The new tax plan

Local governments still not sure of benefits
Jul. 17, 2013 @ 06:14 AM

The North Carolina General Assembly is quickly working to pass a new tax plan that revamps current law.

On Tuesday, the House passed a compromise package and sent it to the Senate for debate and passage before working on the revenue side of the state's budget.

North Carolina Gov. Pat McCrory called the compromise a "positive signal" for job creation and tax cuts on income taxes.

But, on the local level, there are still unknowns as to how the new overhaul will impact county and local government.

"From what we are seeing from the Commissioner's Association is that the plan is favorable to local governments," said Carl Classen, Rutherford County manager. "We don't have any hard figures at this point."

According to preliminary estimates, local governments will gain $14.6 million across the state for fiscal year 2013-14 and $36.2 million in FY 2014-15. But, there is some skepticism among some government officials about how those additional funds will be distributed.

"Because we are in such an economically depressed area, I think the increases will apply to the big cities and they are going to come out smelling like roses," said Cathy Swafford, finance director for the Town of Spindale.

Spindale had a tough budget process having to overcome a $149,000 shortfall. Swafford said it was handled through fund balance transfers and other cuts to the budget. The Town would have been affected by an early proposal to eliminate the sales tax refund. Swafford said it would have cost Spindale $15,000 annually. Lawmakers elected to keep the sales tax refund as part of the new package.

"As long as we aren't hurt, I'm not too concerned about it," Swafford said. "I do not think we are going to see any of that economic benefit they are talking about."

And, Spindale was not alone.

Rutherfordton also faced a budget shortfall and had to overcome it in a similar fashion. One part of the new tax plan includes repealing the current 3 percent franchise tax on electricity sales, replacing it with a 6.75 percent combined state and local sales tax rate. Karen Andrews, Rutherfordton town manager, said the town garners about $373,000 in franchise tax fees each year.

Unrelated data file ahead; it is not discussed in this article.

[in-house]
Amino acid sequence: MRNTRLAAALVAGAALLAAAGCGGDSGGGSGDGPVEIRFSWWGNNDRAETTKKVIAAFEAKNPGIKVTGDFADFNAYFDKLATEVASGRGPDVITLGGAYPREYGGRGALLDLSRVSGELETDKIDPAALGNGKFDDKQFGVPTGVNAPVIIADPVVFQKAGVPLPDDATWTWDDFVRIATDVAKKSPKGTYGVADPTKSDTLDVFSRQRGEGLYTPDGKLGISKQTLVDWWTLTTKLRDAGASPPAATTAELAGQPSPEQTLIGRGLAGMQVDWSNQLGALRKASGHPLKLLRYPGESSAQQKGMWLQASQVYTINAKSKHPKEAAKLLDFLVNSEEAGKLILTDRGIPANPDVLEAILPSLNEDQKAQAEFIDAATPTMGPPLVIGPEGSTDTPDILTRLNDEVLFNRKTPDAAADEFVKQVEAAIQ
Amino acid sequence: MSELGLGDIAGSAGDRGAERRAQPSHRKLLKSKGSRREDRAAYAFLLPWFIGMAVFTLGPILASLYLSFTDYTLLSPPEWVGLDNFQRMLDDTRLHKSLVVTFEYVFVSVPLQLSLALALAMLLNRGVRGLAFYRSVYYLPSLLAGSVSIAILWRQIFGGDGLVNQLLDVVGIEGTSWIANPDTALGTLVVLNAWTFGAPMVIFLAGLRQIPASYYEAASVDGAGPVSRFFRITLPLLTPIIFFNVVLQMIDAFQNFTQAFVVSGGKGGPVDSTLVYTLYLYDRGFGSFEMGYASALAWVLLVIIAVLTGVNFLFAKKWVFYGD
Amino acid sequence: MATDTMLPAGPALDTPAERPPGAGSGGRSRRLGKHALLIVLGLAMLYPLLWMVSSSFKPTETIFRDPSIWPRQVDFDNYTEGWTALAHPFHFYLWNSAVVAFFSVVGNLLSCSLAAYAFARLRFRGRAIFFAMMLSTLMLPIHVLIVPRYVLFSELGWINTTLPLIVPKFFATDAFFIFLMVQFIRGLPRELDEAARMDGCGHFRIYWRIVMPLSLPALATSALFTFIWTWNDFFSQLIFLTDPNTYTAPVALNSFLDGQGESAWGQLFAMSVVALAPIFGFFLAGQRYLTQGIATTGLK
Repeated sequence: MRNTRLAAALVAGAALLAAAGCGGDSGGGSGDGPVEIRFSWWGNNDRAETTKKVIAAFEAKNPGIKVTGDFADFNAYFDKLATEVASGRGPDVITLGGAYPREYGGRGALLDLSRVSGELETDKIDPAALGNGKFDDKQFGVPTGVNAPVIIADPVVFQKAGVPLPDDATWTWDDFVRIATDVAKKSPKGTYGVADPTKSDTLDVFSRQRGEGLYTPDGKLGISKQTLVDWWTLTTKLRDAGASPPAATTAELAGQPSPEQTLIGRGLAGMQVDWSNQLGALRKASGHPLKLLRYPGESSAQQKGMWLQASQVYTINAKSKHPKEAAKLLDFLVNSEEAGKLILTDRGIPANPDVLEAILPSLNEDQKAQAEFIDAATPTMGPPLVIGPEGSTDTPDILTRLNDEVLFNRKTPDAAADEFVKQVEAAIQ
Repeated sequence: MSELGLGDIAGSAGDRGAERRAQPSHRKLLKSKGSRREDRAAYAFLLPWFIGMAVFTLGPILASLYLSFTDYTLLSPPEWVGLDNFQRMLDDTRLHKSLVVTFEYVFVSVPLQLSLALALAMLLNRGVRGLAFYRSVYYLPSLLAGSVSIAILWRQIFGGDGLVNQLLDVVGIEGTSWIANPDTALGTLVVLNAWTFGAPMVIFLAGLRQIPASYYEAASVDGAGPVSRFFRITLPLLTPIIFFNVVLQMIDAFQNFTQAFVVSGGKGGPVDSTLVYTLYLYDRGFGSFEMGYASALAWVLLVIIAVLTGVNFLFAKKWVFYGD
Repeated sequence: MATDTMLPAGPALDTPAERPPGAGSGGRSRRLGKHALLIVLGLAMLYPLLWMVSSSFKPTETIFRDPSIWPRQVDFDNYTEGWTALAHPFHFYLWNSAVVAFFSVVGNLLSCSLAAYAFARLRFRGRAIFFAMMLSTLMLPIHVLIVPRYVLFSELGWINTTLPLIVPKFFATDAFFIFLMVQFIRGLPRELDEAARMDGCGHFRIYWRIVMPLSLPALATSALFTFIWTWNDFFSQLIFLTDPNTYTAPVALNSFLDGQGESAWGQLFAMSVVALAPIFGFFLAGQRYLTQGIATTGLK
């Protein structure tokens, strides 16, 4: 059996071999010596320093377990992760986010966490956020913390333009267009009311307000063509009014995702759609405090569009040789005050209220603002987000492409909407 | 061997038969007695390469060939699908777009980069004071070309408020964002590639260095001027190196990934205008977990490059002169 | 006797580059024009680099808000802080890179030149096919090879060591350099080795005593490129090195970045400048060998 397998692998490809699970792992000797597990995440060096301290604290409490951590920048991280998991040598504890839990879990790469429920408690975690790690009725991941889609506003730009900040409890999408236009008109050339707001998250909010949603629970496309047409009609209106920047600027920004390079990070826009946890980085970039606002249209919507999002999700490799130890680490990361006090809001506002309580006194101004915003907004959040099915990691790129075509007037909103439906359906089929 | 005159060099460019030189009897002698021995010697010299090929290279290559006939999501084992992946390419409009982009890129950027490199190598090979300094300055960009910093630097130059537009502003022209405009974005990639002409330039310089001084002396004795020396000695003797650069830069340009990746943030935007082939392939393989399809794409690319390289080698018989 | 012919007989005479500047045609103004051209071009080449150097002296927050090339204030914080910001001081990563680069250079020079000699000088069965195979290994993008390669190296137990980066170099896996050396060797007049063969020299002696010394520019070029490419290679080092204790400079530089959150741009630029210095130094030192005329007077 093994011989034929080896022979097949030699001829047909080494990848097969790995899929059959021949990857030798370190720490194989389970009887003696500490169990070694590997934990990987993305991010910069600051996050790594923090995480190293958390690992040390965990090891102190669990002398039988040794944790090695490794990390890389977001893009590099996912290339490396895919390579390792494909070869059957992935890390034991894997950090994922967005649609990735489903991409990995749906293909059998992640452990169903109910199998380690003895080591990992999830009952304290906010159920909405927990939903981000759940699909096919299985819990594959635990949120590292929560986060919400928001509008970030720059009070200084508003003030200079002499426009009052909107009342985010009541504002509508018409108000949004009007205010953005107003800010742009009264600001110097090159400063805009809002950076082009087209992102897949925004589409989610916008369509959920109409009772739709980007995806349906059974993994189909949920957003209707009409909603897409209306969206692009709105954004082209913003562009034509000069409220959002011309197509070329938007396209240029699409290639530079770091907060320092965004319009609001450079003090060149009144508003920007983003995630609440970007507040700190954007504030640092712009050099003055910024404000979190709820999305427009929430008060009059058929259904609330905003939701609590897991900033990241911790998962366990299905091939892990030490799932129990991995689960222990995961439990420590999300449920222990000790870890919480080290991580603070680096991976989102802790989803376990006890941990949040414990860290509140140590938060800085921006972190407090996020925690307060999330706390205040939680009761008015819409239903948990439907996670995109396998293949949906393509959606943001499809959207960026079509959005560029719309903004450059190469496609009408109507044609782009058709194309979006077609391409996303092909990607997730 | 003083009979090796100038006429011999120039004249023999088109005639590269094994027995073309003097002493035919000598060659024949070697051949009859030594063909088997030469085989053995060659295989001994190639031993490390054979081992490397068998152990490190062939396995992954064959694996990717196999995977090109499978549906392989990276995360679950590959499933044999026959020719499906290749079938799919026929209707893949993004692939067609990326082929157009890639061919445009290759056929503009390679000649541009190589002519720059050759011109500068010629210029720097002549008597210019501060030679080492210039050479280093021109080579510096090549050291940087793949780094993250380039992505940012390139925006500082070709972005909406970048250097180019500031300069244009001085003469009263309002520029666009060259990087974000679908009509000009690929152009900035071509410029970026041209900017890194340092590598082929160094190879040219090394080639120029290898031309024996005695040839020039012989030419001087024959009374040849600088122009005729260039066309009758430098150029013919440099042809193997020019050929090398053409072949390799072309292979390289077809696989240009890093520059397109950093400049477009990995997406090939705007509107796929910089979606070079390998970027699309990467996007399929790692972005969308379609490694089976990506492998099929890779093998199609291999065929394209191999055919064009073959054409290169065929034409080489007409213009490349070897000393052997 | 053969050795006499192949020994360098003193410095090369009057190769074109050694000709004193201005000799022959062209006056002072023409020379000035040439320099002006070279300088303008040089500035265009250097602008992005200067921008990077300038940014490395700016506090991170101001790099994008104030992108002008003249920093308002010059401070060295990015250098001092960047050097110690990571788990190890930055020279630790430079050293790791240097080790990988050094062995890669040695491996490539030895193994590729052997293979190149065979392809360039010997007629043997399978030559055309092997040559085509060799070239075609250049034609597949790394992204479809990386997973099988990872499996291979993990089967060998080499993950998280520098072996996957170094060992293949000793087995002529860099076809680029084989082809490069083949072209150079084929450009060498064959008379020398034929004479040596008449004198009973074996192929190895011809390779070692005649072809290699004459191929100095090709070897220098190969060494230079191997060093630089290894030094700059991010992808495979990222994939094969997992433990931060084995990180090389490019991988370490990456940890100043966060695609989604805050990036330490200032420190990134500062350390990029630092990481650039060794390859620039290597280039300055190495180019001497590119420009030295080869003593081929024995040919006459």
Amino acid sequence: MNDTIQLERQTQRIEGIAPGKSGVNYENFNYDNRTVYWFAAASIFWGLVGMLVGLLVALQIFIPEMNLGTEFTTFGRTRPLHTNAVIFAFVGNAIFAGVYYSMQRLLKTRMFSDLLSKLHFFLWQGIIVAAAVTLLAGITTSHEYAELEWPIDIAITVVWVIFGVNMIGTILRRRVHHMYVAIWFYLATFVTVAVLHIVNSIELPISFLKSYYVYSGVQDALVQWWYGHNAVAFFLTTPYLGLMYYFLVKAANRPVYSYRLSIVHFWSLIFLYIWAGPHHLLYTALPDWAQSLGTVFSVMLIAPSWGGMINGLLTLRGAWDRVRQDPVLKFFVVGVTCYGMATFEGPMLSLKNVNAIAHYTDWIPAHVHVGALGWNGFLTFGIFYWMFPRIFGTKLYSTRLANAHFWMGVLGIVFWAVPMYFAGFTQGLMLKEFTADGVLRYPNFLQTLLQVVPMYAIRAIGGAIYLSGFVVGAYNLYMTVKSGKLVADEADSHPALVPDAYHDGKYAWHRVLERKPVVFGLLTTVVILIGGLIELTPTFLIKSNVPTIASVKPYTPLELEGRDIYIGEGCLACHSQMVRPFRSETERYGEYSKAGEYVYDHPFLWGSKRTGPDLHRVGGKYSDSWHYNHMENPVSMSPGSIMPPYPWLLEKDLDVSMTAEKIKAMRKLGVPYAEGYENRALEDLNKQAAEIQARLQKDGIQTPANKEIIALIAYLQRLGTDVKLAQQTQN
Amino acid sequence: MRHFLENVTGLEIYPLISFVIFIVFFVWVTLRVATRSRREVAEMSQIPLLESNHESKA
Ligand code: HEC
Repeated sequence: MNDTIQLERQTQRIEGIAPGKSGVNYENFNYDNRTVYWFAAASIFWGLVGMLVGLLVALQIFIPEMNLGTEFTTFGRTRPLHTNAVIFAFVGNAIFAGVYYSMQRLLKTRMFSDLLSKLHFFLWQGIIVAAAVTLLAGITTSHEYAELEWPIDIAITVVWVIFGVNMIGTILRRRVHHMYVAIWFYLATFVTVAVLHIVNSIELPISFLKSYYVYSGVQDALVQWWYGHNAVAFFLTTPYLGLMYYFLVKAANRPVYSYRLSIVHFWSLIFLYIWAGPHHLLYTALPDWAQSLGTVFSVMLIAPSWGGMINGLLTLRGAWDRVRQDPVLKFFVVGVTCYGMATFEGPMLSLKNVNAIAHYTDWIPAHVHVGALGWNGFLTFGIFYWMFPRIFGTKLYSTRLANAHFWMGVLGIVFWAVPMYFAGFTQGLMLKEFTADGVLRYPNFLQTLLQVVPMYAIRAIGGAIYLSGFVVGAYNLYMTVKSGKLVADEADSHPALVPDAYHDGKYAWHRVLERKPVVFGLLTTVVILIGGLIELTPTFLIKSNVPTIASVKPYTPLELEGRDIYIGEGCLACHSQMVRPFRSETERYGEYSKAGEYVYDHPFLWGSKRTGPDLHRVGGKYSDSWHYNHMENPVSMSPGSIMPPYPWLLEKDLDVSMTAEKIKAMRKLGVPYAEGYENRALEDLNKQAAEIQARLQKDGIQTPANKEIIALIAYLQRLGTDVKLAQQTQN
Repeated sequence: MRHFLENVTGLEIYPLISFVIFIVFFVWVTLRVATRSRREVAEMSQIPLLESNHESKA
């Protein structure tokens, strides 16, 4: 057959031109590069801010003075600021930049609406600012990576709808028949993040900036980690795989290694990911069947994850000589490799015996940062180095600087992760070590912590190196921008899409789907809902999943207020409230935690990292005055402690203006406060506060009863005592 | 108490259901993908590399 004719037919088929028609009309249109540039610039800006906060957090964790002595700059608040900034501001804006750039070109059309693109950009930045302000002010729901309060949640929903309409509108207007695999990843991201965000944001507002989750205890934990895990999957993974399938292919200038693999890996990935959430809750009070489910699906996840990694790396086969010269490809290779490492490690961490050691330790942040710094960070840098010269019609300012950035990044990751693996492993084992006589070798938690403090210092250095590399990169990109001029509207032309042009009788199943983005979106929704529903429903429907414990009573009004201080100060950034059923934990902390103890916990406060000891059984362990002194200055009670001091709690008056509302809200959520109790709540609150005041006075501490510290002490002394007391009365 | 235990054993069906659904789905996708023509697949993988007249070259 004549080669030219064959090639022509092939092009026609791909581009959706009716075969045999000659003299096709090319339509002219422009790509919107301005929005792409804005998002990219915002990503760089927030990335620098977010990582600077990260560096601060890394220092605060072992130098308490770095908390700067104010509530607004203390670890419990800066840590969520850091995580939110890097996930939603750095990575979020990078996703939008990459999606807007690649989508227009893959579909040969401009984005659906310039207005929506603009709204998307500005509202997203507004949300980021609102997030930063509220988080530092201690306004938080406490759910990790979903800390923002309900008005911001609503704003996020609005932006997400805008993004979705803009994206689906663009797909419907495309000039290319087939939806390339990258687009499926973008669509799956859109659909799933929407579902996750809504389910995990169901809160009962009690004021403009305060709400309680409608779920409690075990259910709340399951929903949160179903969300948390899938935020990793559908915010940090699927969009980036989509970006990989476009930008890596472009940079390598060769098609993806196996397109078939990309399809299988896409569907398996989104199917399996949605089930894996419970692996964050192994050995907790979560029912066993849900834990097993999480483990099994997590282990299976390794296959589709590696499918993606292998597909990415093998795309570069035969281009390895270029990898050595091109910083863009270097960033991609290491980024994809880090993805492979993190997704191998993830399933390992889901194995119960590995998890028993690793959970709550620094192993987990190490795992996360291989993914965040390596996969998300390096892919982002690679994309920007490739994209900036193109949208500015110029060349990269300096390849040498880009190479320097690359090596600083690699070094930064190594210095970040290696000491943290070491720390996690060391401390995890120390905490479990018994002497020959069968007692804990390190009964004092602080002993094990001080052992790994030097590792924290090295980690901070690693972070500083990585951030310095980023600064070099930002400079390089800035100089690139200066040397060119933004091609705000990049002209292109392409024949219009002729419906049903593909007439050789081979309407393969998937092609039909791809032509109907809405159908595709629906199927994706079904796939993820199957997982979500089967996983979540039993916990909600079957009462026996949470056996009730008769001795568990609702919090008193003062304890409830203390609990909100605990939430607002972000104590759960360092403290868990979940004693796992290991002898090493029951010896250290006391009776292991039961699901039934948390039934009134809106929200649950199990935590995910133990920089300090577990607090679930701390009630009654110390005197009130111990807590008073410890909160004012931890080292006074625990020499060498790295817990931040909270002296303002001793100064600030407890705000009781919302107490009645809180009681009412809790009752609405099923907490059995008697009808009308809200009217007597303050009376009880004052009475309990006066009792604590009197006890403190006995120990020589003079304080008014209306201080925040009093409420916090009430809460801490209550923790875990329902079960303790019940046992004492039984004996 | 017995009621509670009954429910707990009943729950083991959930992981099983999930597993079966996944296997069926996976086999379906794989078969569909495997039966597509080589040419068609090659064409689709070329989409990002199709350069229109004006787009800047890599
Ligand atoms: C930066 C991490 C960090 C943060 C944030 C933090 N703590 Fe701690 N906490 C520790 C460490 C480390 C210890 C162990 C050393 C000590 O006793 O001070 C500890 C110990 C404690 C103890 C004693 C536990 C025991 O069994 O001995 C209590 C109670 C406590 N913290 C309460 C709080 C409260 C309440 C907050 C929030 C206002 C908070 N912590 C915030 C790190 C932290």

"I don't know what effect that will have on the town just yet," Andrews said. "I haven't seen enough of the bill to know."

Forest City is in the same boat.

In his budget message, Town Manager John Condrey indicated Forest City is estimating over $300,000 in franchise tax collection due in large part to the Facebook Data Center. Condrey said the franchise tax collection for Forest City has doubled over the last three years.

"This was one of the factors the Town was looking at with its agreement with Facebook," Condrey said. "I just don't know specifically what it means for us at this point."

Additionally, the state will cap the gas tax. One way that will have an effect on local government is through the Powell Bill Fund which combines population and road miles within the town limits. Funds go to each municipality that have town-owned roads and the funds come from the gas tax. Andrews said Rutherfordton is anticipating nearly $137,000 from the fund for this fiscal year.

"Depending upon usage, I don't know if capping that will affect us or not," Andrews said. "We're going to wait and see what this all might mean."

On the county level, Classen said he is also taking a "wait and see" approach because of concerns over school funding as well as the potential impact to other organizations such as Rutherford Regional Health System.

He shared Swafford's concerns over the disbursement of local government increases.

"We certainly hope the best for our brethren but we don't want to be pulling up the rear," Classen said. "We want to also benefit from these programs and we are waiting on the details."